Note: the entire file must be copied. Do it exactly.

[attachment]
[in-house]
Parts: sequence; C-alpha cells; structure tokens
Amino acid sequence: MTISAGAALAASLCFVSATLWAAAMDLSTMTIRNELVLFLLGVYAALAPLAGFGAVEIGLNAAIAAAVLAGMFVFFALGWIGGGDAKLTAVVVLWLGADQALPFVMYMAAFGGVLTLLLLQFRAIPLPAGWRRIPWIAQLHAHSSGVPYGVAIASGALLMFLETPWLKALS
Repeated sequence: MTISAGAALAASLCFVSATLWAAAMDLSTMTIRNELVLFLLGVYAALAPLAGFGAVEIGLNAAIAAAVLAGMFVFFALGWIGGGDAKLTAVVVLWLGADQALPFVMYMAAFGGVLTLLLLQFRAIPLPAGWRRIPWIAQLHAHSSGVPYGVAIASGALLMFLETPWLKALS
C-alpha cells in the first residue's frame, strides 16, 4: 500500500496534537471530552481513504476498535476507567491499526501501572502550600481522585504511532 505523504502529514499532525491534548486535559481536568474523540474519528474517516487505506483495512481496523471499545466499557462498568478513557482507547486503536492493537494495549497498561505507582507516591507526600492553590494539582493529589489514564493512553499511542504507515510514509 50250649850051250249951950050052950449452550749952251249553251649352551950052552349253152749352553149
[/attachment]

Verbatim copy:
[in-house]
Parts: sequence; C-alpha cells; structure tokens
Amino acid sequence: MTISAGAALAASLCFVSATLWAAAMDLSTMTIRNELVLFLLGVYAALAPLAGFGAVEIGLNAAIAAAVLAGMFVFFALGWIGGGDAKLTAVVVLWLGADQALPFVMYMAAFGGVLTLLLLQFRAIPLPAGWRRIPWIAQLHAHSSGVPYGVAIASGALLMFLETPWLKALS
Repeated sequence: MTISAGAALAASLCFVSATLWAAAMDLSTMTIRNELVLFLLGVYAALAPLAGFGAVEIGLNAAIAAAVLAGMFVFFALGWIGGGDAKLTAVVVLWLGADQALPFVMYMAAFGGVLTLLLLQFRAIPLPAGWRRIPWIAQLHAHSSGVPYGVAIASGALLMFLETPWLKALS
C-alpha cells in the first residue's frame, strides 16, 4: 500500500496534537471530552481513504476498535476507567491499526501501572502550600481522585504511532 505523504502529514499532525491534548486535559481536568474523540474519528474517516487505506483495512481496523471499545466499557462498568478513557482507547486503536492493537494495549497498561505507582507516591507526600492553590494539582493529589489514564493512553499511542504507515510514509 50250649850051250249951950050052950449452550749952251249553251649352551950052552349253152749352553149